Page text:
The imagery on the Majors and Courts all have a very surreal three dimensional look that will have you rubbing your finger across them. All 78 cards, including the Pips, have some element of relief, or raised, aspect to them.

 

There is some of the symbolism here that is present in the Rider/Waite/Smith deck, but only in the Major Arcana and Court Cards. The Minor Arcana are quite spartan, featuring only the number of items from the chosen suit, i.e. six Cups, eight Swords, etc. Justice XI and Strength VIII are reversed in order, becoming Justice VIII and Strength XI.

—Richard and Jennifer Shadowbox, Shadowfox Tarot


 

The "Visconti Sforza - Pierpont Morgan" deck is a reproduction, in authentic color tones, from the most nearly complete existing Visconti-Sforza tarocchi deck, dating from mid-fifteenth century Milan. I found this to be an astounding deck, and one that I automatically viewed with reverence. To "see" the history that the Tarot world so delights in discussing takes it out of the realm of discussion and into the realm of reality. It is an "Aha!" experience of unimaginable magnitude.

The LWB (Little White Book) that accompanies this deck is interesting in and of itself, as it is formatted to match the size of the cards - which are outsized, long and narrow. In his introduction, Stuart Kaplan gives a short synopsis of Tarot history in Italy from the mid-sixteenth century. Included in the explanations for the Major Arcana, suits and Court cards are charts showing the card/suit title in English, French and Italian, as well as the established number sequence (with the Fool being unnumbered, Justice as VIII and Strength as XI), and playing card correspondences for the suits.

One part of the LWB that I found to be unique, and quite informative, was the section on the Visconti and Sforza family heraldic devices, which included information on the two families. The five devices discussed for the Visconti family are the bird, the ducal crown, the sun, the black eagle and the motto; the two devices discussed for the Sforza family are the lion and three interlocking diamond rings.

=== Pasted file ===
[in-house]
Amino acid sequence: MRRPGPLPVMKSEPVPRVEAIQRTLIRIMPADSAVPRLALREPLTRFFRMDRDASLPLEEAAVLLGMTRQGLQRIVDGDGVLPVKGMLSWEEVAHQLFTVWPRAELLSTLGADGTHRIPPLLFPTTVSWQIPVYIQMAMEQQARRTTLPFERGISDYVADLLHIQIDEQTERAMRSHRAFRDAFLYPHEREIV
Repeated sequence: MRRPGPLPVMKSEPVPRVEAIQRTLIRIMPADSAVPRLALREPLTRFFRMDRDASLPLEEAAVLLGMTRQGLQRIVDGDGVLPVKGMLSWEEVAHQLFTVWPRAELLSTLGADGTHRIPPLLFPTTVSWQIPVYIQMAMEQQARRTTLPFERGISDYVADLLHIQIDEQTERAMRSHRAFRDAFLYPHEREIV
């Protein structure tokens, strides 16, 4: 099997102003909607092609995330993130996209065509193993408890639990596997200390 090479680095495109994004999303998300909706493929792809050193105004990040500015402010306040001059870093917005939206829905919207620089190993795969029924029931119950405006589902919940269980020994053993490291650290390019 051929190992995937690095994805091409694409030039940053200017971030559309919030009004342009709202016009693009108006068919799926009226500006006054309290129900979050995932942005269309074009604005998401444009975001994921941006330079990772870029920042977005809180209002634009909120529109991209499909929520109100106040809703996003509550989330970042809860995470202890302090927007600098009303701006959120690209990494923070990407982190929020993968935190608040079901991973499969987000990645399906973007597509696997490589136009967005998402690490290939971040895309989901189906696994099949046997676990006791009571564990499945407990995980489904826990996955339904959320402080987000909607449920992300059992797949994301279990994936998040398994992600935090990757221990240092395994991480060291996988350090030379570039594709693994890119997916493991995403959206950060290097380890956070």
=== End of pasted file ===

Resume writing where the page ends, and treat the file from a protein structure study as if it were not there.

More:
There is also a table that lists where existing cards from the Visconti and Visconti-Sforza decks are located (i.e. which library or museum they are in). A short background on possible artists for this deck is included, along with comments on the dating of the Visconti-Sforza decks. Each card is presented with a small black and white scan, a discussion of the card (including a discussion of elements within the card), upright and reversed divinatory meanings.

I found the Major Arcana to be of most interest in this deck, as they represent one of the first Tarot decks ever produced. From these cards we can see where the changes came on through the years. Here we see the Fool facing us directly, without his purse and faithful companion. The Magician we see seated before his table, the High Priestess is seated, book in hand, but there are no pillars. The Empress shows the a seated figure with a shield in one hand, the Emperor holds a globe in his left hand and a scepter in his right hand. The Hierophant is a solo figure, with his right hand raised to give the sign of the blessing. The Lovers shows a male and a female figure, with a blindfolded, winged Cupid above them.

 

For anyone wanting to understand the history of Tarot, or interested in the art background of early Tarot decks, this is a must have deck. The LWB that accompanies the deck provides an incredible amount of information in a very small amount of space. For this we all owe a debt of gratitude to Stuart Kaplan. This is a deck that lends itself to readings, journeying, meditation and ritual work.

—Bonnie Cehovet, Aeclectic Tarot

$45.00
Creative Whack Pack® 6-unit Display
Creative Whack Pack® 6-unit Display

WHAT CUSTOMERS ARE SAYING ABOUT CREATIVE WHACK PACK:

Roger von Oech has won a loyal following around the country.

-- BusinessWeek Magazine

$96.00